Just imagine how great (and it is pretty darn spiffy as it is) Grant Morrison’s New X-Men run could have been if when Frank Quitely couldn’t have drawn the book, Ramon Villalobos would have been around to fill in. E Is For Extinction #2 makes the argument that Villalobos would have been the equal, if not superior, artist. Chris Burnham, Dennis Culver, and Villalobos take a Secret Wars tie-in, even if the Secret Wars aspect is just a thin tangent, and spin a What If? tale that doesn’t need its tie-in raison d’etre. What If Magneto Won is all it needs. What if Cyclops, Emma and Wolverine were losers in personality as well as in the mutant race? That last one may be a bit unwieldy as a What If? title, but c’mon, that’s what Morrison was really trying to get at in all of his stories.
It’s almost odd to see this era of the X-Men revisited as a piece of nostalgia, but Morrison’s run started in 2001 and so much has happened since then even if his run feels just as lively today as it did back in the early aughts. But this What If? story picks up Morrison’s theme of the old versus the new. It’s the X-Men you know and love against the new mutants, the young upstarts who should be finding their places in your hearts. Only these new New X-Men, the students and headstrong prodigies of the past, don’t have the moral fortitude that we think their elders have. Of course Cyclops and Wolverine are only in this battle because Magneto has Jean Grey trapped in an egg in the basement of The Atom Institute, the equivalent of Xavier’s School For Gifted Youngsters in this mish-mashed Secret Wars reality.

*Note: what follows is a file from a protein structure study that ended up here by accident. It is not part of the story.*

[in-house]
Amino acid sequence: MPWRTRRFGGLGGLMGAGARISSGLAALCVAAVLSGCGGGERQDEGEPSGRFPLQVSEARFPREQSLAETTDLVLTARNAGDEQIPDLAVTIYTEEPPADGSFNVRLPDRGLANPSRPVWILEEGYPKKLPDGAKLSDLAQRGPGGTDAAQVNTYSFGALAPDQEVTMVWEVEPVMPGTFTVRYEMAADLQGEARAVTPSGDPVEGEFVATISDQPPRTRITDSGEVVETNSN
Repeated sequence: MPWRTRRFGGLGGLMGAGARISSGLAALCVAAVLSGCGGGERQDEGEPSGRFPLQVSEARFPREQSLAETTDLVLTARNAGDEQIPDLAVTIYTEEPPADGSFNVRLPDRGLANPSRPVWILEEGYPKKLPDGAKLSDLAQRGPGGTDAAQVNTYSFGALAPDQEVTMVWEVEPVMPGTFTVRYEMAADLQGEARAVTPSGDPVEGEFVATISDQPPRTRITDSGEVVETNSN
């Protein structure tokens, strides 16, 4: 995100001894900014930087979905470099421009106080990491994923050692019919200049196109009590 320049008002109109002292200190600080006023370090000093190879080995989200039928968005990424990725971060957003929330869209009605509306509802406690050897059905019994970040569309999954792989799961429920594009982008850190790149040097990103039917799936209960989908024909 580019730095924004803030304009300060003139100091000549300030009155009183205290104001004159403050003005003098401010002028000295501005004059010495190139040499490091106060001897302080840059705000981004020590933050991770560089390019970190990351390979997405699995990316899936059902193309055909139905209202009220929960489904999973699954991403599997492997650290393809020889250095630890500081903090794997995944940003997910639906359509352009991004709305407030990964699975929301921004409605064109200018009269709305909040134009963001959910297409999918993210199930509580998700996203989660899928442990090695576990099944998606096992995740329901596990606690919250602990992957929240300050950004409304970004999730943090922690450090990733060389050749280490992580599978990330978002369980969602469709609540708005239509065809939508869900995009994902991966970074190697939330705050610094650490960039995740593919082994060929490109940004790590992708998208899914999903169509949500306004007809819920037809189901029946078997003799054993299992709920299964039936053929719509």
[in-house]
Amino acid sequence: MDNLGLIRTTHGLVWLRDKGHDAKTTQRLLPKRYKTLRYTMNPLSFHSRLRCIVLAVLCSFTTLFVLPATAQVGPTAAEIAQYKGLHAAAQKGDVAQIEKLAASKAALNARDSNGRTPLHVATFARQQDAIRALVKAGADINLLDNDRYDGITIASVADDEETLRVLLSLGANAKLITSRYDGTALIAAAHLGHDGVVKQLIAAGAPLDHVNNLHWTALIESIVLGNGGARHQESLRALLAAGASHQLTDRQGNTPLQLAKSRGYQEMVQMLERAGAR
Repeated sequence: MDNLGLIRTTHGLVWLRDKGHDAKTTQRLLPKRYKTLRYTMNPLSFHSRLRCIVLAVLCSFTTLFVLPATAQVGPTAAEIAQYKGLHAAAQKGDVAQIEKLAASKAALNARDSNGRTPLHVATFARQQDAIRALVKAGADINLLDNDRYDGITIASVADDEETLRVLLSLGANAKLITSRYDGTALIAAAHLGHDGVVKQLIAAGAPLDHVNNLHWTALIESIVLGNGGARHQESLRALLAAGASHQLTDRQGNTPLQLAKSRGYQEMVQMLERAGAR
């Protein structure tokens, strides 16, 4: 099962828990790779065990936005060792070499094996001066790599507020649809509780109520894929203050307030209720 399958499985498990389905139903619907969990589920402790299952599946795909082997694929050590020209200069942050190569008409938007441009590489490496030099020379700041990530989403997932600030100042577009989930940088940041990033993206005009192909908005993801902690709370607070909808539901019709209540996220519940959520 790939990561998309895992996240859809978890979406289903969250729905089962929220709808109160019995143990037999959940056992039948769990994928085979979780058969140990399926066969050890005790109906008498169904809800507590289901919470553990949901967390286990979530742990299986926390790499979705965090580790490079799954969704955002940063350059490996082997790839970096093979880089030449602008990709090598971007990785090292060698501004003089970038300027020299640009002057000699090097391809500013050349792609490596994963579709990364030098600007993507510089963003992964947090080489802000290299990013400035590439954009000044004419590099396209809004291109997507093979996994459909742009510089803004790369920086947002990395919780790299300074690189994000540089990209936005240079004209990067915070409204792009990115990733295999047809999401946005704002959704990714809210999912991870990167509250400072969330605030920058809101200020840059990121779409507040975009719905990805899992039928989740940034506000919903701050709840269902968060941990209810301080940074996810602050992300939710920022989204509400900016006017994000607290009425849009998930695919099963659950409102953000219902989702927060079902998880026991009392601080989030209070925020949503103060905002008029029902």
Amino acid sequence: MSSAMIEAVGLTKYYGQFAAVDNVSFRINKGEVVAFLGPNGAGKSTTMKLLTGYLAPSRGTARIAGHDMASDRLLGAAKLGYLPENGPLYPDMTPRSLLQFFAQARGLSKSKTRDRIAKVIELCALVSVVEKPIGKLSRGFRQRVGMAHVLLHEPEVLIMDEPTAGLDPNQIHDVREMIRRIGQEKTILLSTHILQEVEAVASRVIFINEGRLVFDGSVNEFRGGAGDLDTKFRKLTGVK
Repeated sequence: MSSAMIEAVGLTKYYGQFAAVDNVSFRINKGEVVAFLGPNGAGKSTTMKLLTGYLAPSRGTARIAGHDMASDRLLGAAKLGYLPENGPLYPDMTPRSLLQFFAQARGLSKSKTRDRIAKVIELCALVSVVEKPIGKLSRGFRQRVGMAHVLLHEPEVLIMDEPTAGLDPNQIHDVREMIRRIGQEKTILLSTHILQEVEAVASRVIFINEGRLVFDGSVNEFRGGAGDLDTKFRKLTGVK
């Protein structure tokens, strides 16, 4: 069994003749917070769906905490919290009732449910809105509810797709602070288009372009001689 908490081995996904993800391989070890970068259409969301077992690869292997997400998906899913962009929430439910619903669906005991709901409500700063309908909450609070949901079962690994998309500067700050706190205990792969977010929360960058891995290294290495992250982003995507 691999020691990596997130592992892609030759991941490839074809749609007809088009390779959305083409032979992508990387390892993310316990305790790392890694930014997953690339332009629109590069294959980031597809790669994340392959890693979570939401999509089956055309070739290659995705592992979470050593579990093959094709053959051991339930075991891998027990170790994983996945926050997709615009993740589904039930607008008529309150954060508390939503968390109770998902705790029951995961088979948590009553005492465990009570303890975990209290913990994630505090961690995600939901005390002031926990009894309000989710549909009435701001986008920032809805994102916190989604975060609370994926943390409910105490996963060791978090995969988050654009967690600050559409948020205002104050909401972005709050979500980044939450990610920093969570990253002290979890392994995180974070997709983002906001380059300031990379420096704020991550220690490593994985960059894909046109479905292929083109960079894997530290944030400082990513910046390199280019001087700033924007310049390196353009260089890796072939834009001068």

E Is For Extinction #2 is all about conflict and battle. It’s quite literally a battle of generations, of the kids rebelling against their parents and teachers. But rebelling against what doesn’t seem like something any of the creators have any interest in exploring this issue. Essentially it boils down to the flimsy idea that Magneto is bad and that he has to be stopped but hasn’t that been the premise of every X-Men story since 1963, including Morrison’s? Even if the battlelines break down along generational fronts, there’s little reasoning to this antagonism other than a bit of old-fashioned cattiness. “We’re your worst nightmare, Ms. Frost. Five reminders of your former glory,” the psychic Cuckoo sisters taunt. Or worse yet, it comes down to bragging about the younger generation’s sexual prowess. “Although you should probably know, she thinks you lack my youthful vigor, old man,” mutant bad boy Quentin Quire declares to Magneto and we all know what he’s talking about. Wink, wink.
Burnham and Culver get so wrapped up in the What If?iness of everything that they fall prey to the weak links of these stories. What If? stories almost always assumed that you’re already so invested in the story that you don’t need things like conflict or narrative progression. And it’s almost deceptively hard to notice that there are no stakes to this battle because Villalobos sells all of the action like this was the massive conclusion to a multiyear storyline. It’s almost easy to believe that this is the big blowout New X-Men conclusion that Frank Quitely never got to draw.
E Is For Extinction #2, without any real revelatory character work or struggles, ends up being one giant fight comic. Villalobos and colorist Ian Herring choreograph a brutal fight, no matter whether the fight is verbal or physical. The pettiness of both the good and bad guys makes this comic just a fight about egos which seems exciting but ends up being a bit empty because for all of the bluster, it’s not really fighting for anything other than being just another tie-in to an event that has a massive amount of tie-ins.